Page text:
At some point in their life, one in 16 African-American men and one in 32 African-American women will receive a diagnosis of HIV. In 2000, Benita Terrell was one of them.
Here, Terrell shares what her life has been like since that day, what she hopes to share with other HIV-positive men and women in her new role as a peer educator and the stigma she has encountered, as part of a month-long HuffPost Black Voices series that aims to dispel it.
As told to HuffPost Black Voices:
In 2000, I was living a normal life. I was working for Georgia Power, I was dating, I was traveling, I was shopping. I had gone to Georgia with my ex-husband, but we separated and some time after that I found out that I was pregnant. I miscarried, however.
When I was in the hospital recuperating from the miscarriage, the doctor asked whether or not I wanted an HIV test and I said “Sure, why not?” The next day he came back and told me I was HIV positive.
I was in total, total shock. You’ve heard stories where people say “It seemed like I was dreaming and I thought for sure I’d wake up,” but it was not a dream. I do not know how it was contracted, but I guess it was from heterosexual sex, unprotected sex.
The first person I told was my ex-husband. I asked him to go and get tested, but he never did, to this day, that I know of. Some time later, I told my entire family, at one time. I sort of chickened out -- I had my case manager call them on the phone and let them know. My family was all in Pennsylvania, and at the time I was in Georgia, so we did all of it over the phone. After my case manager told my family, they gave me a call and we talked. My family is pretty educated, they’ve worked in the health field, I have a sister who is a nurse practitioner, that sort of thing, so they knew just about as much as the virus as I do. They knew I would live, but of course they were in shock.
I was severely depressed. My alcohol intake increased drastically -- I became an alcoholic, literally. I totally ignored the fact that I was positive for approximately a year and a half. I thought for sure it was a death wish because I knew nothing about the virus [at that time]. Nothing. All I knew was that eventually I’d get AIDS and I would die.
Because I did not seek treatment, I was not on medication and because [of that], the virus got a chance to replicate and grow. There was a time when my viral load was in the hundreds of thousands.
Finally, I went to get treatment and found out that there is hope.
One of the things that my doctor told me when I first went into treatment was that I could live, and of course it was hard to believe at that time -- I did not quite take his word.
I started going to different seminars and workshops and conventions and things of that sort, but it took time for me to realize, “Hey, I’m a normal person, like anyone else who would have cancer.” I started seeing a peer counselor while I was in Georgia and started assisting other people who were positive like myself.
Knowledge is power and the more people are educated and know about the disease -- the medicines and how it controls the disease and things of that nature -- then everyone would not fear it as much as they do. We could win this battle, but we have to do it collectively, which is why I love being a peer educator/peer counselor. The people in my community must go public first, to let the people know who are outside of the community, “Hey, I’m a person.” It’s like having cancer -- no different.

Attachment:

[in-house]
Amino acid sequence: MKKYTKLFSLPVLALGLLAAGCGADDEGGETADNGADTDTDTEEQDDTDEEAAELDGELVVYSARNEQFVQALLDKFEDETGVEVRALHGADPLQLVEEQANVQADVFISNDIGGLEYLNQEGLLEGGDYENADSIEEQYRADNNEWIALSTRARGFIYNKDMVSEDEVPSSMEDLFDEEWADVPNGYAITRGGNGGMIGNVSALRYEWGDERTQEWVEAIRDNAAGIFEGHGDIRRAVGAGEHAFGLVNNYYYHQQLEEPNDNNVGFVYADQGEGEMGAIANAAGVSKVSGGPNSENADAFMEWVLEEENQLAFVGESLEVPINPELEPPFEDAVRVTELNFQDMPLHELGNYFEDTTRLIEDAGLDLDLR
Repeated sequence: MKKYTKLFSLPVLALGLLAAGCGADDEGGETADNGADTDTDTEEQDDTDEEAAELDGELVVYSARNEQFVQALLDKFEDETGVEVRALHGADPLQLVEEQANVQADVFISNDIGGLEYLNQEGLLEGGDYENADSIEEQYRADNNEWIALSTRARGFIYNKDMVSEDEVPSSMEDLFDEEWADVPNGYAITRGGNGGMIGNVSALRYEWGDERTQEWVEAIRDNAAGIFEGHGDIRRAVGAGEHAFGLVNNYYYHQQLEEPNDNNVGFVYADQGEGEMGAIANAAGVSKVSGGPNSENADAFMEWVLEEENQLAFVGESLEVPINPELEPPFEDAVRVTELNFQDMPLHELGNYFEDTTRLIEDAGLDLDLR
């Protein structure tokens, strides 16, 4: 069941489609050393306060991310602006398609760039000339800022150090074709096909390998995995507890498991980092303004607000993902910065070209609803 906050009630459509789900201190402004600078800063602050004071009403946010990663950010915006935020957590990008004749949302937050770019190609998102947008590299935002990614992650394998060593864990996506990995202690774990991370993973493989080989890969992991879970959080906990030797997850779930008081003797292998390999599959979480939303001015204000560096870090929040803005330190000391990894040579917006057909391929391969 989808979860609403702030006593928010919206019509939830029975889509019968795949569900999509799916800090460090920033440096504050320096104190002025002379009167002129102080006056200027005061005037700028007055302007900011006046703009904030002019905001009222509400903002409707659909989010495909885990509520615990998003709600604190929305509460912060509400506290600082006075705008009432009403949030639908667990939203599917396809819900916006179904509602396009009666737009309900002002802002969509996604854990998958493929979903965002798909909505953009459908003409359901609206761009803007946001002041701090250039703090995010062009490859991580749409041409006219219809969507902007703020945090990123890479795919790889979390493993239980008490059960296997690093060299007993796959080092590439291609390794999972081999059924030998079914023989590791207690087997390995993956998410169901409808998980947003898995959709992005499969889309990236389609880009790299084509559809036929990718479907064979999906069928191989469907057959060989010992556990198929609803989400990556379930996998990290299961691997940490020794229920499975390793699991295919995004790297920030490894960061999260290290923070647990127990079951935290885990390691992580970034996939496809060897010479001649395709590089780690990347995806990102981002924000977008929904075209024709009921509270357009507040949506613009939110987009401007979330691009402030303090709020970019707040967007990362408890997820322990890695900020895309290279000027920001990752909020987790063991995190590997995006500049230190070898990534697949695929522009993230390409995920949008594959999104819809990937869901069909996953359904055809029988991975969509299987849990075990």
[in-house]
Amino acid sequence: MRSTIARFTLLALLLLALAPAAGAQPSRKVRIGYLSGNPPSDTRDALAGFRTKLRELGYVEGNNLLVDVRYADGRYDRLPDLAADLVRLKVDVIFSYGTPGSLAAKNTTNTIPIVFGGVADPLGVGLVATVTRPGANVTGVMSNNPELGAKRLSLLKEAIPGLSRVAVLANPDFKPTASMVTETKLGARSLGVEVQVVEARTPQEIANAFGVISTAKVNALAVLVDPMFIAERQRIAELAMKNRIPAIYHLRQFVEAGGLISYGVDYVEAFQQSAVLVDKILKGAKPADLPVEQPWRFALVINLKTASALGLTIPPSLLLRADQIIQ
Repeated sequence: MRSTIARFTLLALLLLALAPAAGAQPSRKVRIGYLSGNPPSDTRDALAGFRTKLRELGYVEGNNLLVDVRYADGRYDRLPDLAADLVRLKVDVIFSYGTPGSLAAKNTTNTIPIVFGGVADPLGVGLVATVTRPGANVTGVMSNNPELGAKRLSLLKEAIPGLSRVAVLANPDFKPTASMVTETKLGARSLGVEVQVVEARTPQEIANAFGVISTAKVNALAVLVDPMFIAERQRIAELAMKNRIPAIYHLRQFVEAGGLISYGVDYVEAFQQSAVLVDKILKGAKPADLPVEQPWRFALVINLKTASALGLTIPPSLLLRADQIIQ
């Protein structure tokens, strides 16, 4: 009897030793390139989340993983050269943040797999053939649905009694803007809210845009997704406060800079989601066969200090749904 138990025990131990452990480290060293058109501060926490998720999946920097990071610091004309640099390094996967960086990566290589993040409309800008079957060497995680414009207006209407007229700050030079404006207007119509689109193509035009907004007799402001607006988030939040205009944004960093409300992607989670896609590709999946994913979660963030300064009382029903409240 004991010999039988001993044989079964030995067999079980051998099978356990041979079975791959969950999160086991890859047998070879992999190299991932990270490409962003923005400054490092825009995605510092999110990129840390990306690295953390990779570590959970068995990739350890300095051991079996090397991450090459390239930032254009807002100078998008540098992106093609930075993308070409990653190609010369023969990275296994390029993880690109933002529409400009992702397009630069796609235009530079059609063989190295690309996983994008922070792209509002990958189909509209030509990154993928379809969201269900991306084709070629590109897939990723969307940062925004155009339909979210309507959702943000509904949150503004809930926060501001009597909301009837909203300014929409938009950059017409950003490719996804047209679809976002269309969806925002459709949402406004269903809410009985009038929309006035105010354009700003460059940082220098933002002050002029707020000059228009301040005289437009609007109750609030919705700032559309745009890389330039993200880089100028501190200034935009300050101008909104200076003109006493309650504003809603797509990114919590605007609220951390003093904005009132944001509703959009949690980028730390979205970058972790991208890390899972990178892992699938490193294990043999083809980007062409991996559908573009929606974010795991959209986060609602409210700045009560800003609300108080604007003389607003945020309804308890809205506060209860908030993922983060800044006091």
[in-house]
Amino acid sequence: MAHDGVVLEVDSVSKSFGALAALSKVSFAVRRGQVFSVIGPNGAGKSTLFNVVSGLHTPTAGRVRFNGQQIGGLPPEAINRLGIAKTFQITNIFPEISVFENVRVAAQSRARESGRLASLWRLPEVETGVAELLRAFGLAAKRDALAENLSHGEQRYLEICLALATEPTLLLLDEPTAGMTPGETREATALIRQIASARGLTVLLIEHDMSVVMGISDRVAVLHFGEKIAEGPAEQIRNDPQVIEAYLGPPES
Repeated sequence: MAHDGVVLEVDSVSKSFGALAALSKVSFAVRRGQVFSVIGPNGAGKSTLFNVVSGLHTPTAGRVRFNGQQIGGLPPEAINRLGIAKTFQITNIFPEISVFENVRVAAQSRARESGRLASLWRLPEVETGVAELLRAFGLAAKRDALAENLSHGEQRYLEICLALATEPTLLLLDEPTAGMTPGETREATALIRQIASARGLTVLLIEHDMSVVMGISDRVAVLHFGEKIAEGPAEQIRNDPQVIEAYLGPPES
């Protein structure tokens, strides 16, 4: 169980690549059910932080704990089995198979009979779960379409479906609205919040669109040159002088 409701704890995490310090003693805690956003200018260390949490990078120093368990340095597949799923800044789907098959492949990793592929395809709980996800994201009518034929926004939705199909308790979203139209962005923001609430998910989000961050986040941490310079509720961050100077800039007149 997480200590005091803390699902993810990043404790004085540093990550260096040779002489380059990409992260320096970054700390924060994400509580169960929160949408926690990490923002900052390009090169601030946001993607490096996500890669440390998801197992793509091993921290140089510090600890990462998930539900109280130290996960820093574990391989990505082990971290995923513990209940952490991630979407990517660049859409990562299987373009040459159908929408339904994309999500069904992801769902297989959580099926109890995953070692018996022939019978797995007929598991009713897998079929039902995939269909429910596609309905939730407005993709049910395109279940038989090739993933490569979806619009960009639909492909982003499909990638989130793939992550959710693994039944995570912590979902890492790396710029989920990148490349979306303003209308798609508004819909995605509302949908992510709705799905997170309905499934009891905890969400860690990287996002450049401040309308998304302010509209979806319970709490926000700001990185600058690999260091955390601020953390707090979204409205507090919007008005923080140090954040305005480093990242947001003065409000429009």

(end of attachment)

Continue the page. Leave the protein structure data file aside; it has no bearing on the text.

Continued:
I always have to be careful of what I say and who I say it to, because of the stigma. In day-to-day conversation with anyone -- students, a person on the bus, a person in the store -- there are times when I let them know that you just met a person who’s positive who looks absolutely normal. HIV and AIDS has no face. Other times I feel like I can’t share my status because of a statement they’ve made.
One time I was at a BBQ with friends and other people who knew that I was positive and I was stung by a mosquito. A little bit of blood came out and everyone ran away from me.
As far as dating goes, it has affected me drastically. I am that person who is going to tell you before we have sex that I am positive. Having said that, I don’t date much because I don’t want to tell everybody that I’m positive up front, I have to wait.
Every time [I tell someone], they’re totally shocked and some people don’t believe me. It’s almost like I have to give them proof. Most of the time, I get a call back and they’re wanting to continue to date me. I would say 90 percent of the time, I’ve gotten positive reactions and then there’s that 10 percent that I pretty much scare away.
Right now, I am a student at community college in Philadelphia. My major is behavioral health and human services, a major that I chose because once I graduate, I would love to enter the field of human services and give back to the community that so graciously gave to me over the last 12 years.
Over the years, I have befriended a lot of people and their stories are very bad. I know a lot of people who have become alcoholics or addicts because they’re so depressed. Most of them stop working, they stop seeking treatment, they become homeless; women have become prostitutes. It’s almost like a domino effect. They become positive and then all of the dominoes that they’ve lined up in life begin to fall -- one by one.
I’ve met people who can’t even tell their parents and others who have and their parents will not have anything to do with them. My family has embraced me. They have not changed the way they feel or act around me. We hardly even talk about it now, but I’m one of the few.
Are you living (and thriving) with HIV? Show us what HIV looks like. Email your story to email@example.com and help put an end to the stigma associated with the disease.